MS come from a PC heritage, this is actually a natural move for them - people keep avoiding that fact. While I personally think that this is a bad move, I don't think that its one that would impact their paying consumer base all that much. People drum up all sorts of ire and negativity online, but that rarely translates into consumer apathy in the real world. The 40 million or whatever who readily hand over $60/ year just for the privilege of playing online have already been conditioned for this sort of move and will eat their lumps and carry on.

theBAWSE1771d ago

Official Xbox magazine.....they know nothing just like edge its all speculation of corse oxm are wishing praying the stories from edge ain't true

just wait for the official word from ms

decrypt1771d ago (Edited 1771d ago )


Dont get the PC into this, clearly its the Console gamers getting hosed again. PC games cost darn cheap, meanwhile console gamers will be paying 60usd+ per game.

PC games are on discount few weeks after launch, hell many can even be had for insane discounts pre launch, i personally purchased Tombraider for 34usd few weeks back.

Even when a PC game does come infested with always on DRM, the PC is an open platform, the game gets hacked to shreds within a few days.

Meanwhile consoles are locked down platforms, you wont be seeing games getting cracked on those platforms.

I wouldnt be surprised if Sony and MS join hands on this one. Eventually console gamers will take it up the hind just like usual.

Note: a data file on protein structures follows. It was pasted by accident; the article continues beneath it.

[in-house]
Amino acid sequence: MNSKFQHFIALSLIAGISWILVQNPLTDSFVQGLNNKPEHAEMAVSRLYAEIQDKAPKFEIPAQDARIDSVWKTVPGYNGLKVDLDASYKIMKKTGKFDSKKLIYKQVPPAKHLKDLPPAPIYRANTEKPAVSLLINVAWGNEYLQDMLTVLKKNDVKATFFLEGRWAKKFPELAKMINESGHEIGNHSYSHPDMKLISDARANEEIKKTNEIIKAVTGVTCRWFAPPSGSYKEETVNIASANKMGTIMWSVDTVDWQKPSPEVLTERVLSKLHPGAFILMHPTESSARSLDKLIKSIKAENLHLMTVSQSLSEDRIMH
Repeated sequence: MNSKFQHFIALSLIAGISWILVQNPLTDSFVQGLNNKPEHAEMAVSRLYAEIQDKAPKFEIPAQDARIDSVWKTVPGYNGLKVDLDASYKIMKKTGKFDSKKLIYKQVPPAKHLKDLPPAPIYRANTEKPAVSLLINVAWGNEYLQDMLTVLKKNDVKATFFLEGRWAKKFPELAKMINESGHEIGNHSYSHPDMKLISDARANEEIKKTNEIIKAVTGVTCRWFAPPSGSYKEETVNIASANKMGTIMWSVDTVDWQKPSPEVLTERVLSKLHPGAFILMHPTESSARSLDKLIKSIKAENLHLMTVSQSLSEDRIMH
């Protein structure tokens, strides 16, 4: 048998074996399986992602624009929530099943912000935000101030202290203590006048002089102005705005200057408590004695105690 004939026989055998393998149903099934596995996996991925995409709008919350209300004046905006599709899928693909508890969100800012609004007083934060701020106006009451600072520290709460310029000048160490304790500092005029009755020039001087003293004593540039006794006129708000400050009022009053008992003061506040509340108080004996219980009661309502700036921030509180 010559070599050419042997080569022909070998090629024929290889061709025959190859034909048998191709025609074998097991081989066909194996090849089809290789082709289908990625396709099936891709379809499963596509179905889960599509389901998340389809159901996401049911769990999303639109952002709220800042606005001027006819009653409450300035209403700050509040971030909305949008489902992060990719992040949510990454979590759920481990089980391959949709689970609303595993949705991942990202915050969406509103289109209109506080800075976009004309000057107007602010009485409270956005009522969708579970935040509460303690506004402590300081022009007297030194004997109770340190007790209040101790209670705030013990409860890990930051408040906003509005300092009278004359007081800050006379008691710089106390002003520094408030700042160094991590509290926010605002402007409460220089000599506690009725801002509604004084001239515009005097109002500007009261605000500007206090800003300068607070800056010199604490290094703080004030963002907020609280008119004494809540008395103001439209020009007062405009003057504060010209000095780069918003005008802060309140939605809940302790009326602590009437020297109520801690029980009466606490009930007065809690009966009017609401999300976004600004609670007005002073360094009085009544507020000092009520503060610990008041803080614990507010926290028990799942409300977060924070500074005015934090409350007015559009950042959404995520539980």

High price games
over priced accessories
locked down old hardware
Pay to go online
Day one DLC
the list goes on

dirigiblebill1771d ago

"So hacking, circumventing always-on DRM is par for the course with PC gaming."

But this isn't about hacking - it's about damaging your profile via needlessly draconian preventative measures and deterring potential customers. Attempts to control how players make use of their purchases via online have, provably, hit the likes of Ubisoft square in the publicity glands. Do you really think Microsoft is going to risk that kind of fallout - which would absolutely extend to the enthusiasts who account for a high proportion of launch purchases - when they're trying to sell a new console? Do you really think they want the stigma of being the only anti-pre-owned next gen outfit in town?

Microsoft's big gameplan is to turn everybody into online customers, true - that way they don't have to deal with the retailers - but doing it this way means crippling the next Xbox straight out the door.